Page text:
• January 14, 2013

Six Tips for Career Enhancement (as printed in the January/February edition of Oynx Magazine onyxmagazine.com)

Six Tips for Career Enhancement (as printed in the January/February edition of Oynx Magazine onyxmagazine.com)

Six Tips for Career Enhancement (as printed in the January/February edition of Oynx Magazine onyxmagazine.com) 150 150 admin

We are entering the New Year with anticipation of a period of economic recovery. A period in which 23 million un-employed Americans, 15% of who are African-American will be able to reenter the workforce. A period which may require us to redistribute our income, to support trends in changing employment law and the redefinition of employee benefits, while providing economic stability without fear of falling over the proverbial fiscal cliff.   In  2013, we  anticipate the unemployment numbers will continue trending down and there will be an emergence of the new corporation led by the growth of small businesses as job creators, and the number of opportunities increasing for minorities as the demographics of our nation changes the face of America’s workforce.
Anticipating better times ahead is great; however; those who weathered the storm, maintained employment, or for those reentering the workforce, now is the time to take accountability for your career and to create rewarding work experiences. In taking accountability for our careers, we shift the burden of dependence for career success from the employer to a shared responsibility between self and the employer. It is time to shift into action and away from the paralysis we experienced during economic crisis and reengage with our careers.  We spend a third of our day at work,  not including the time we spend commuting or working prior to or after the official work day, it is to our benefit to take an active role in creating a positive and productive work environment that promotes career success.
The following six tips will enable you to enhance your work experience and support your career objectives.

1.​ Know your organizational Protocols.  We are all familiar with the written policies and procedures that govern what and how the organization works.  We fail to distinguish between the unwritten rules referred to as practices and protocols.  These protocols are activities that have become entrenched in the organizational culture.   You may have heard the saying – that’s the way we have always done it. We are accountable for following the policies and procedures, regardless of the protocols.  Don’t let a protocol derail your career success.

2.​Be Efficient in the use of organizational systems and tools.  Efficiency means successfully completing a task using as little time as possible.  Today’s mobile society has equipped us with a cadre of systems and tools designed to enhance workforce productivity – laptops, smartphones, tablets to list a few.  However, the constant use of those tools outside the workplace may lead to a decline in workforce productivity. – Assess how often you are utilizing systems or tools to maximize productivity. For example, while having dinner, you constantly check your email to ensure that you don’t miss anything, you view the request and move on….but forget to go back and complete the task or respond to a critical question.  This action alone promotes inefficiency.   Important note – know your company’s IT policies – using organizational tools or assets other than for company use can quickly hinder your career success.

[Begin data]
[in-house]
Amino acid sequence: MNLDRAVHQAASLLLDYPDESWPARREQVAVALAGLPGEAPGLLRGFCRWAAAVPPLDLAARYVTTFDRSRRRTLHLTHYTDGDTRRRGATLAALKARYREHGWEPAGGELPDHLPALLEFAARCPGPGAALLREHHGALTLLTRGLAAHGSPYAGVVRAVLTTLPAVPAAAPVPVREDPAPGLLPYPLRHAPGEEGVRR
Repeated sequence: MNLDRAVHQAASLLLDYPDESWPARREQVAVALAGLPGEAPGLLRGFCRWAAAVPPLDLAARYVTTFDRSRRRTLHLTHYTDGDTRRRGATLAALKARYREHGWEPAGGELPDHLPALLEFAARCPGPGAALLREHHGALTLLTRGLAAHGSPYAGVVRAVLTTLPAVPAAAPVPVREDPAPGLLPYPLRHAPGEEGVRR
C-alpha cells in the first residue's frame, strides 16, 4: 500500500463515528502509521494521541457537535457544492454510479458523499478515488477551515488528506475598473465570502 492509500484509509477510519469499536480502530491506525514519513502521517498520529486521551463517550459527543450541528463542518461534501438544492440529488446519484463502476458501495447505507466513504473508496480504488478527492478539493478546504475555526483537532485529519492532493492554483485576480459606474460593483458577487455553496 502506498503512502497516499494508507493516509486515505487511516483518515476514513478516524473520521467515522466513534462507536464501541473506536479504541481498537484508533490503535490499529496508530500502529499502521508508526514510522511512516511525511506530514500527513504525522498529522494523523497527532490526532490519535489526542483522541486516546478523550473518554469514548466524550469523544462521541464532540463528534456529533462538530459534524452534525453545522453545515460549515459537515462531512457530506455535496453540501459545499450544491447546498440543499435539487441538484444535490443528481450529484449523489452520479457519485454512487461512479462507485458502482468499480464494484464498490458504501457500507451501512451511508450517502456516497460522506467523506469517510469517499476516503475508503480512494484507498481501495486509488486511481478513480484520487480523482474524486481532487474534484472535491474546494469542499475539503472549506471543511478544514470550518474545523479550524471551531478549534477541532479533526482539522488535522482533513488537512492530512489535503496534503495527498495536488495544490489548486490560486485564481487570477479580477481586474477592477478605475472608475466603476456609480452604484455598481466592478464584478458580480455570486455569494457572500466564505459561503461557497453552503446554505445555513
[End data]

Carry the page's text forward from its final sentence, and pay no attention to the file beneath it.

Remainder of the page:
3.​Optimize organizational resources.   We have all heard the saying no man is an island. Technical proficiency does not stand alone.  How does your role fit into the overall operations? Create a network of resources that support your goals and objectives.
4.​Have an affinity with your organization’s Product or Service.  We often introduce ourselves in relation to the title or position that we hold, however we stumble if asked “What is your company’s strategy and how does your role contribute to its success.” Developing an affinity with the organization’s product or service allows for you not to only know what you do but answers the question of why you do it.
5.​Understand Leadership.  Leaders are often viewed as an enigma, mysterious, puzzling, and ambiguous… yet it is the role we are striving to achieve. Understanding your organization’s leadership requirements to include competencies, behaviors, and language will enable you to demystify and create a more productive relation with those more senior than you and assist you in your preparation for a leadership role.
6.​Be Engaged! Companies are spending an exorbitant amount of time and resources on employee engagement, while employees sit back and wait for them to find the magic button. Unfortunately, there is no magic button; it is up to each of us to determine how we show up.   Engagement is defined as a heightened emotional connection that an employee feels for his or her organization, which influences him or her to exert greater discretionary effort to his or her work. Get involved; support the company’s corporate events, the charitable drives, the picnic, or the holiday gathering, after all it is your work community.

In closing – when policies, procedures and protocols are aligned with the efficiencies of tools and systems, we optimize our resources through product affinity and collaborative leadership to enable an engaged workforce. Success in the workplace is equal to Technical Capabilities + Business Acumen + Organizational Affinity.  Have a great 2013!

Daphne B. Latimore is the Founder and Chief Executive Consultant of D.B. Latimore Professional Services Group, LLC.  DB Latimore Professional Services Group, LLC is a woman-owned, veteran and minority business specializing in improving workforce productivity at complex organizations.  For more information please visit dblatimore.com

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